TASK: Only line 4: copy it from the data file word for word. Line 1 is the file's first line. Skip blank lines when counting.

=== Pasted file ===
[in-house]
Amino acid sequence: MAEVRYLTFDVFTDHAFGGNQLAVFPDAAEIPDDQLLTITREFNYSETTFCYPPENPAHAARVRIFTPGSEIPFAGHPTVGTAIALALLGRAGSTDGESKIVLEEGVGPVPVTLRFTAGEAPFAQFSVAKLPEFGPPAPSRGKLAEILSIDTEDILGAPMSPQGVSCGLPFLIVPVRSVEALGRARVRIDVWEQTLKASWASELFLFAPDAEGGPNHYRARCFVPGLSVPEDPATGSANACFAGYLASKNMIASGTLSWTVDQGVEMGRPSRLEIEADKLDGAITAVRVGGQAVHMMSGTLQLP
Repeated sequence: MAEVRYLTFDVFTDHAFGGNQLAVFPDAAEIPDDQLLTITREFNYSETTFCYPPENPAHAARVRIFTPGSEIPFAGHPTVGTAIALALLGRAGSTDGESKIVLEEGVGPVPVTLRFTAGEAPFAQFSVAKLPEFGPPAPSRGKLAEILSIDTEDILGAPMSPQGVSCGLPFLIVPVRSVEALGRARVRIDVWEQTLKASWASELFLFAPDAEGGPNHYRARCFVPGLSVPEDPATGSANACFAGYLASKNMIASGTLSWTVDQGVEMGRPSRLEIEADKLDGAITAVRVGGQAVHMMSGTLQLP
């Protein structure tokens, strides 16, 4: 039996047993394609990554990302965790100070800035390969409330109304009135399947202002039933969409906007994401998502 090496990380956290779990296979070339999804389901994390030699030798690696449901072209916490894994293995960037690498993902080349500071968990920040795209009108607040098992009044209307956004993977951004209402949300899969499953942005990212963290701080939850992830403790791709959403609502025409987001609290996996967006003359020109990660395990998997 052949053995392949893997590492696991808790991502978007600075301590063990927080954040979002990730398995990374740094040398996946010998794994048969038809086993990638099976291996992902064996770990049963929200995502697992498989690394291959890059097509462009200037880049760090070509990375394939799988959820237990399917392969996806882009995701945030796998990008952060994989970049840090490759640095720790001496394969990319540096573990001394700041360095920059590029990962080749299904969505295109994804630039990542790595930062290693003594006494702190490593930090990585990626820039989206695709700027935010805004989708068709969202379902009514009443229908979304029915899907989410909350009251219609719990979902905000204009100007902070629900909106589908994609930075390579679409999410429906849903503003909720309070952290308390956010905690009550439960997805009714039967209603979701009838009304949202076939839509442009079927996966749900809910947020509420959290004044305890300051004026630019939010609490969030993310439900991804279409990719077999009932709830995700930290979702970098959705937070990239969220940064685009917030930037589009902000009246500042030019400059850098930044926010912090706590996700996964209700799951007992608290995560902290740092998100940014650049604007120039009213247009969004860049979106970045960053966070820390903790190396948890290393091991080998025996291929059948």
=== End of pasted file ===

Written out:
């Protein structure tokens, strides 16, 4: 039996047993394609990554990302965790100070800035390969409330109304009135399947202002039933969409906007994401998502 090496990380956290779990296979070339999804389901994390030699030798690696449901072209916490894994293995960037690498993902080349500071968990920040795209009108607040098992009044209307956004993977951004209402949300899969499953942005990212963290701080939850992830403790791709959403609502025409987001609290996996967006003359020109990660395990998997 052949053995392949893997590492696991808790991502978007600075301590063990927080954040979002990730398995990374740094040398996946010998794994048969038809086993990638099976291996992902064996770990049963929200995502697992498989690394291959890059097509462009200037880049760090070509990375394939799988959820237990399917392969996806882009995701945030796998990008952060994989970049840090490759640095720790001496394969990319540096573990001394700041360095920059590029990962080749299904969505295109994804630039990542790595930062290693003594006494702190490593930090990585990626820039989206695709700027935010805004989708068709969202379902009514009443229908979304029915899907989410909350009251219609719990979902905000204009100007902070629900909106589908994609930075390579679409999410429906849903503003909720309070952290308390956010905690009550439960997805009714039967209603979701009838009304949202076939839509442009079927996966749900809910947020509420959290004044305890300051004026630019939010609490969030993310439900991804279409990719077999009932709830995700930290979702970098959705937070990239969220940064685009917030930037589009902000009246500042030019400059850098930044926010912090706590996700996964209700799951007992608290995560902290740092998100940014650049604007120039009213247009969004860049979106970045960053966070820390903790190396948890290393091991080998025996291929059948």